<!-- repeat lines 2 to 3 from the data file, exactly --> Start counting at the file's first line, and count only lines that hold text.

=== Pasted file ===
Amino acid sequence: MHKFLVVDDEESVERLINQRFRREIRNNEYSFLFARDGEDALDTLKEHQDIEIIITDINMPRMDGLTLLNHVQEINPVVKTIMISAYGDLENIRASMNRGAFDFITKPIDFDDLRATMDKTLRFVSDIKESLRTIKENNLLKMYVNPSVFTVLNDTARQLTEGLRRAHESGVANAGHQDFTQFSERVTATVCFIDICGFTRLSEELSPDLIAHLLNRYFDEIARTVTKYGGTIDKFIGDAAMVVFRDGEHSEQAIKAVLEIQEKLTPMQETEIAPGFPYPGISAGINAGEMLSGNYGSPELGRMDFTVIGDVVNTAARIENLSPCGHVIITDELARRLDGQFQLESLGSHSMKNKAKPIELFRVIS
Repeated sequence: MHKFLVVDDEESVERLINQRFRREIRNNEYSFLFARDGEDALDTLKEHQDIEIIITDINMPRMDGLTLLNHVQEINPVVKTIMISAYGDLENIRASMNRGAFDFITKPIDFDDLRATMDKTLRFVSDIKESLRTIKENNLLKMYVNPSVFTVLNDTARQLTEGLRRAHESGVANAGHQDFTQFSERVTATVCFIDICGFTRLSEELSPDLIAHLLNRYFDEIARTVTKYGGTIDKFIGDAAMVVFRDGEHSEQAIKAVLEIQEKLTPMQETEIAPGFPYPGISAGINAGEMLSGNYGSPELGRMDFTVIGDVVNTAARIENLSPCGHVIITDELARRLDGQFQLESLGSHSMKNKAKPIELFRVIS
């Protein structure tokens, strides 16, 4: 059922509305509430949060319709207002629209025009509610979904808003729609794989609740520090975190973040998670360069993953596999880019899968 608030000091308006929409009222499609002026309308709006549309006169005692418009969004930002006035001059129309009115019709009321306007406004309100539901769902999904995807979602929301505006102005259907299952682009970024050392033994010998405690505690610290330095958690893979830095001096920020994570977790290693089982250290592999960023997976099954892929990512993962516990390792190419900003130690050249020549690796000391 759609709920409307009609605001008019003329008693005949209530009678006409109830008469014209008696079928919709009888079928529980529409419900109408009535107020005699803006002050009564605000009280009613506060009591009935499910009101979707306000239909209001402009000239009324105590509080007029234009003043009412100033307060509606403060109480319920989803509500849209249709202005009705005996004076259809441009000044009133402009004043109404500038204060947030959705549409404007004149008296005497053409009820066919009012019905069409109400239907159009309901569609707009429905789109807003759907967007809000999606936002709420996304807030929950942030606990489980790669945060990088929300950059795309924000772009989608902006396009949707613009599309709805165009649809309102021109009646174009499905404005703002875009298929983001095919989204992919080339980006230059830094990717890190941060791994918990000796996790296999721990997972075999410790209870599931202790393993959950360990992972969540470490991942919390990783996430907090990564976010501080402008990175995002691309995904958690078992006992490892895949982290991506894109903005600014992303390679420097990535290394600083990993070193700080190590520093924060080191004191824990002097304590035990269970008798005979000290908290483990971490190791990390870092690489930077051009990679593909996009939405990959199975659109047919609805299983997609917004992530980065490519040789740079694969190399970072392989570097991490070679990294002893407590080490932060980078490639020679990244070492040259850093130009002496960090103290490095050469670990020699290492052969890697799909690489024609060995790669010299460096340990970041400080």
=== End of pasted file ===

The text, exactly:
Repeated sequence: MHKFLVVDDEESVERLINQRFRREIRNNEYSFLFARDGEDALDTLKEHQDIEIIITDINMPRMDGLTLLNHVQEINPVVKTIMISAYGDLENIRASMNRGAFDFITKPIDFDDLRATMDKTLRFVSDIKESLRTIKENNLLKMYVNPSVFTVLNDTARQLTEGLRRAHESGVANAGHQDFTQFSERVTATVCFIDICGFTRLSEELSPDLIAHLLNRYFDEIARTVTKYGGTIDKFIGDAAMVVFRDGEHSEQAIKAVLEIQEKLTPMQETEIAPGFPYPGISAGINAGEMLSGNYGSPELGRMDFTVIGDVVNTAARIENLSPCGHVIITDELARRLDGQFQLESLGSHSMKNKAKPIELFRVIS
């Protein structure tokens, strides 16, 4: 059922509305509430949060319709207002629209025009509610979904808003729609794989609740520090975190973040998670360069993953596999880019899968 608030000091308006929409009222499609002026309308709006549309006169005692418009969004930002006035001059129309009115019709009321306007406004309100539901769902999904995807979602929301505006102005259907299952682009970024050392033994010998405690505690610290330095958690893979830095001096920020994570977790290693089982250290592999960023997976099954892929990512993962516990390792190419900003130690050249020549690796000391 759609709920409307009609605001008019003329008693005949209530009678006409109830008469014209008696079928919709009888079928529980529409419900109408009535107020005699803006002050009564605000009280009613506060009591009935499910009101979707306000239909209001402009000239009324105590509080007029234009003043009412100033307060509606403060109480319920989803509500849209249709202005009705005996004076259809441009000044009133402009004043109404500038204060947030959705549409404007004149008296005497053409009820066919009012019905069409109400239907159009309901569609707009429905789109807003759907967007809000999606936002709420996304807030929950942030606990489980790669945060990088929300950059795309924000772009989608902006396009949707613009599309709805165009649809309102021109009646174009499905404005703002875009298929983001095919989204992919080339980006230059830094990717890190941060791994918990000796996790296999721990997972075999410790209870599931202790393993959950360990992972969540470490991942919390990783996430907090990564976010501080402008990175995002691309995904958690078992006992490892895949982290991506894109903005600014992303390679420097990535290394600083990993070193700080190590520093924060080191004191824990002097304590035990269970008798005979000290908290483990971490190791990390870092690489930077051009990679593909996009939405990959199975659109047919609805299983997609917004992530980065490519040789740079694969190399970072392989570097991490070679990294002893407590080490932060980078490639020679990244070492040259850093130009002496960090103290490095050469670990020699290492052969890697799909690489024609060995790669010299460096340990970041400080």